Wednesday, July 04, 2007

Know thy audience

About a month ago I went to a talk by a famous Russian professor, who came to talk about something very important he had contributed to mathematical physics thirty years ago. Now the room was filled with mathematicians, and there was also a handful of people from physics. If I remember correctly, the topic had its roots in Quantum Field Theory, a theory that I briefly touched upon when I still studied physics. Nevertheless I didn't understand at all what he was talking about, and looking around I estimated that at most ten percent of the audience might have a clue what he was talking about.

Ten percent!

At most five of the fifty people were not completely wasting their time. No matter how ridiculous this may sound to an outsider, this is not at all uncommon for academic talks. So what was the rest of the audience doing there? Most probably thinking about their own research. Maybe many of them were actually thinking that the majority of the audience had no problems keeping up with the speaker. What I'm sure of is that after a countless number of incomprehensible talks, most of the idling ninety five percent had accepted this situation and learned how to cope with it.

Now before anybody rightfully accuses me of a holier-than-thou attitude, I have to admit that I was guilty of this as recently as three weeks ago. While my audience consisted of just three people, I think large parts of my talk might not have been understood because I assumed a wrong background. Talking for just a couple of minutes about their background could have prevented this. The solution is obvious: let there be no misunderstanding about the (target) audience from either side. Below I worked this out in a little more detail from the point of view of the audience, the speaker and the organizers.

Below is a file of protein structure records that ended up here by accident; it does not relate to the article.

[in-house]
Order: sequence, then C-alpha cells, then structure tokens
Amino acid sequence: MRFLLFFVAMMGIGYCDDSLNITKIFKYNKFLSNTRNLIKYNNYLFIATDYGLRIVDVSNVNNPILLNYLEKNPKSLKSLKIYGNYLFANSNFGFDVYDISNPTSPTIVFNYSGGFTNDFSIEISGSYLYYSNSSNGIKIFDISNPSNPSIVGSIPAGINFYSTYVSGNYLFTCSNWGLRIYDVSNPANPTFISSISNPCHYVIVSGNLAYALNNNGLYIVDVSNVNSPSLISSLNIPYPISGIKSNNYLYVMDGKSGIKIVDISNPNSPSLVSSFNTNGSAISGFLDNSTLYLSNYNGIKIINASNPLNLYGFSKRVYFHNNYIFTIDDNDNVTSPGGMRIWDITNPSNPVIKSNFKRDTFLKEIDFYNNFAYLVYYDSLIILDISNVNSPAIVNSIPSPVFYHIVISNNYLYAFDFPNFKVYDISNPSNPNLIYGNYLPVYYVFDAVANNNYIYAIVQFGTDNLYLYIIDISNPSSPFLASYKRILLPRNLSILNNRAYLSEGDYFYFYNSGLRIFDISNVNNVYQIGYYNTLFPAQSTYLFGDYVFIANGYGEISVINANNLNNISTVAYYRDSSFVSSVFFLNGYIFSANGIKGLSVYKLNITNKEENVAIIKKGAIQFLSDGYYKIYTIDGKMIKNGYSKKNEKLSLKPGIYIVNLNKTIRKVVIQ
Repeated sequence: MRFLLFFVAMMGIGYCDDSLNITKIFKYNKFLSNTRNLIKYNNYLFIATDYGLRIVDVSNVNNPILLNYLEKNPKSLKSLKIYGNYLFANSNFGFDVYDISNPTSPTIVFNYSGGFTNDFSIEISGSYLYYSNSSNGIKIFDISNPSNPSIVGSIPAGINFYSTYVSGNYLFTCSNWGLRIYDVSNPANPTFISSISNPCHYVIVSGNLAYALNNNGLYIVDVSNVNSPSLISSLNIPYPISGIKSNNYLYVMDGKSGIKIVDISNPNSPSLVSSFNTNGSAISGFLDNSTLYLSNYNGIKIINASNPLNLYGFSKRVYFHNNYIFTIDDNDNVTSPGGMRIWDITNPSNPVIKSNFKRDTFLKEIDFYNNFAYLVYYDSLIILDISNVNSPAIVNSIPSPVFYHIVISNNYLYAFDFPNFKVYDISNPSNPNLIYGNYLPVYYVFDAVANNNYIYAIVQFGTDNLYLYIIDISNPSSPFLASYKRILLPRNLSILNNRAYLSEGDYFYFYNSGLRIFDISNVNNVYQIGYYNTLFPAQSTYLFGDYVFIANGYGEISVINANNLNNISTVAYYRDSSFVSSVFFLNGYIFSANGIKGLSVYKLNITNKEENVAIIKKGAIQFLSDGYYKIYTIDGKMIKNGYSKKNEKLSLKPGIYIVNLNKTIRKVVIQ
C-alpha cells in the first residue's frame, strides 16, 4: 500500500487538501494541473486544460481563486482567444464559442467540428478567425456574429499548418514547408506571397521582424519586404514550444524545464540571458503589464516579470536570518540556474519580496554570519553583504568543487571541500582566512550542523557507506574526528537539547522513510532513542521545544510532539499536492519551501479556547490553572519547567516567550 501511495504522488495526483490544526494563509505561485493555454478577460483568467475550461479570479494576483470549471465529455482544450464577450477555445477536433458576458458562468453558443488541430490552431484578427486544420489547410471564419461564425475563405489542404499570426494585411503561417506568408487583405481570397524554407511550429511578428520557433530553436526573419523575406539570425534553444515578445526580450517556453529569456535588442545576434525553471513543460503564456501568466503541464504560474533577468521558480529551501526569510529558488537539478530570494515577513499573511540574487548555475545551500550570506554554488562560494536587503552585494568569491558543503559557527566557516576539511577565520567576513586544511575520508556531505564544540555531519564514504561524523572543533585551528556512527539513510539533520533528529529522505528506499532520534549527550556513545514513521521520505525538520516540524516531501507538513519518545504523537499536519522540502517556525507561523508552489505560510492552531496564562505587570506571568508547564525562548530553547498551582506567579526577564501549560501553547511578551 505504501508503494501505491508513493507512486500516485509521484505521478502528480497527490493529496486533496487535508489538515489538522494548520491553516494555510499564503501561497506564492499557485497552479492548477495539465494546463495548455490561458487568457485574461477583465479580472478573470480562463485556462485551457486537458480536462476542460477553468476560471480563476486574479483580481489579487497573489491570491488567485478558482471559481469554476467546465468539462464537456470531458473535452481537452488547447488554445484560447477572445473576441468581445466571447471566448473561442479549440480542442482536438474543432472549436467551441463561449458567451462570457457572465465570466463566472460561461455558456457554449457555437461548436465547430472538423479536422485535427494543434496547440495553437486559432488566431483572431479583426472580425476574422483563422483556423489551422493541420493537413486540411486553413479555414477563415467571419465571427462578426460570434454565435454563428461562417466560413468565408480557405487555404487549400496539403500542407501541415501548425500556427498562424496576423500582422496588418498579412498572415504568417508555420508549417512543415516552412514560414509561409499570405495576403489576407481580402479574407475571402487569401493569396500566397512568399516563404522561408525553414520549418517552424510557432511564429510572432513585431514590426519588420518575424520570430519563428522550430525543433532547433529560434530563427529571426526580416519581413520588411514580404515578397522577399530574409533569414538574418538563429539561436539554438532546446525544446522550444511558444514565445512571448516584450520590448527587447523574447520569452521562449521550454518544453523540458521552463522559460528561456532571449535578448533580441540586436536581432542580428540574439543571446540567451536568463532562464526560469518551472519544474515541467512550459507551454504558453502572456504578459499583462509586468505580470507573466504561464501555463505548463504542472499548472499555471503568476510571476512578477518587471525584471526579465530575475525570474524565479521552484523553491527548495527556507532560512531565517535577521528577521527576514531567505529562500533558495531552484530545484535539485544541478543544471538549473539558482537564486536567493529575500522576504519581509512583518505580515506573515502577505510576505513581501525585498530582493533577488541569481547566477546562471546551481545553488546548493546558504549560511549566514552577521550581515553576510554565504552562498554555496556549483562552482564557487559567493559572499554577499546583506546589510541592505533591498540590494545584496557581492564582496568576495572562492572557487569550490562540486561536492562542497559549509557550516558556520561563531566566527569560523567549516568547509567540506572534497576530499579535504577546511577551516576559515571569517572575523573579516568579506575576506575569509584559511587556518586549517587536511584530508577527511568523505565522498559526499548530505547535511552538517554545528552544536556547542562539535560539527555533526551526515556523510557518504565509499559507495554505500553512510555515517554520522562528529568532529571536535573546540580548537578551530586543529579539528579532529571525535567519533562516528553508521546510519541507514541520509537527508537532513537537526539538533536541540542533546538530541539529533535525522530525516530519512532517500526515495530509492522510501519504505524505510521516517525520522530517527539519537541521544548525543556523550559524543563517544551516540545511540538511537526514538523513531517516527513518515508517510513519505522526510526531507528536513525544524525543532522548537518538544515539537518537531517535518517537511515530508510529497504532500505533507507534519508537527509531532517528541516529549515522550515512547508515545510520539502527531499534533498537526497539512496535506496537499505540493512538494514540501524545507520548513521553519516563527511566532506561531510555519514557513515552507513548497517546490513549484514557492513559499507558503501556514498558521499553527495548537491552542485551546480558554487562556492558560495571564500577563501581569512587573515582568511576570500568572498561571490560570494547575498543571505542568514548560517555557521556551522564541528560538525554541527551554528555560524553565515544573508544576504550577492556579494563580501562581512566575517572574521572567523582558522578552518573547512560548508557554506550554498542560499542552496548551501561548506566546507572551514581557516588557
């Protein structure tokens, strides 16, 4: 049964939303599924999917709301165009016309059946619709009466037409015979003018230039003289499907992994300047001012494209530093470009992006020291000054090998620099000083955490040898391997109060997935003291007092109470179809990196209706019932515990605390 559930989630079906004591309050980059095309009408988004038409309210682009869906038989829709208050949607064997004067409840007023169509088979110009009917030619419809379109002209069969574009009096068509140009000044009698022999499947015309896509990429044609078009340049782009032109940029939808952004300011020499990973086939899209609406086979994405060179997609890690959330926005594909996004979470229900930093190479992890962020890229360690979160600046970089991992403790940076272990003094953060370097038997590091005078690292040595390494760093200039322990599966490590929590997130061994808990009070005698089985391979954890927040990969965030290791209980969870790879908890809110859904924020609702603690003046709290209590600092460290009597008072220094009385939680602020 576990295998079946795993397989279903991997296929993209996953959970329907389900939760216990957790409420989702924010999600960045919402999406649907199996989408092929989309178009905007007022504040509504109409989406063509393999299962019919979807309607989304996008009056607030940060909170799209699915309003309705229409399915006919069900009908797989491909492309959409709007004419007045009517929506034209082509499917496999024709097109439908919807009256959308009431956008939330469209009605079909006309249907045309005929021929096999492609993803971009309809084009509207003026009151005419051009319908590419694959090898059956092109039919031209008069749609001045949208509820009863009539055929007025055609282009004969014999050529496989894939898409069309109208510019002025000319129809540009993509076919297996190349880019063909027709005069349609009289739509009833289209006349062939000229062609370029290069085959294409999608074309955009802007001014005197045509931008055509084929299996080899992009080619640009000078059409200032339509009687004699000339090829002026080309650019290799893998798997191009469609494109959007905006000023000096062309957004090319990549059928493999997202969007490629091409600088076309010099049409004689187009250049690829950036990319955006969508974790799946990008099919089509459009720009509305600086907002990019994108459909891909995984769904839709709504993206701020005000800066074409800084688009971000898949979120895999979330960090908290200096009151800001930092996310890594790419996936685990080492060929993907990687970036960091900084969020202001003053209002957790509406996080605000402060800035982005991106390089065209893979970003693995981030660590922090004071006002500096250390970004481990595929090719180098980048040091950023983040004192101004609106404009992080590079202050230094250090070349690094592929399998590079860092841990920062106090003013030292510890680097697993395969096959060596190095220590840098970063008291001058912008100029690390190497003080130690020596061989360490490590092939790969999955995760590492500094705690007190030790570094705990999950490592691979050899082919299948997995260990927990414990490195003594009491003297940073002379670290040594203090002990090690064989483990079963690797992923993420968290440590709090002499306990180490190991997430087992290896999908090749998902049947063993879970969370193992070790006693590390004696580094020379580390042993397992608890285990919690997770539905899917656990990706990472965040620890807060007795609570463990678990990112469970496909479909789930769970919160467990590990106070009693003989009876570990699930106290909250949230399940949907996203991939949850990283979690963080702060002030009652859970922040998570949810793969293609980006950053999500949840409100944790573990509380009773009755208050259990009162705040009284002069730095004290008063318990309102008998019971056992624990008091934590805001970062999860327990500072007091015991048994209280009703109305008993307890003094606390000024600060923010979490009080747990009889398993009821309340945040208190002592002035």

What can the audience do? When you plan to go to a talk you should always try to find out what the level of the talk is going to be. Either contact the organizers (who often don't know this) or directly contact the speaker. If the talk is in the same building, don't shy away from going there and asking the speaker directly. This is just as beneficial for the speaker as for you: it allows him to become familiar with the audience and thus make a better connection. Once you feel that this talk is aimed at you, you no longer feel that if you don't understand the talk, then that is because you don't belong in this room. I often find it much easier to ask questions when I am sitting in the front, because you directly face the speaker and don't have to get past the audience first. Remember, asking questions also helps the speaker to make a connection with the audience.

What can the speaker do? Always discuss with the organizers what kind of audience you can expect. When you are able to send out an abstract, add a paragraph discussing the background that you assume your audience to have. Let there be no misunderstanding about the target audience. Just before the talk go around the audience, start establishing a connection, and find out what kind of people have come to the talk. For me this has as a side advantage that I tend to be a little less nervous whenever I see familiar faces in the audience. If done properly you will manage to give an understandable talk without boring people to death.

What can the organizers do? Discuss with the speaker what the target audience will be, and communicate this to the audience in the promotion of the event. Make sure there is an abstract of the talk containing a paragraph about the target audience. Ask the speaker to give more details about what he will talk about, and use this to reconsider the target audience. In short: be more than a medium, don't leave the communication up to the audience and the speaker.

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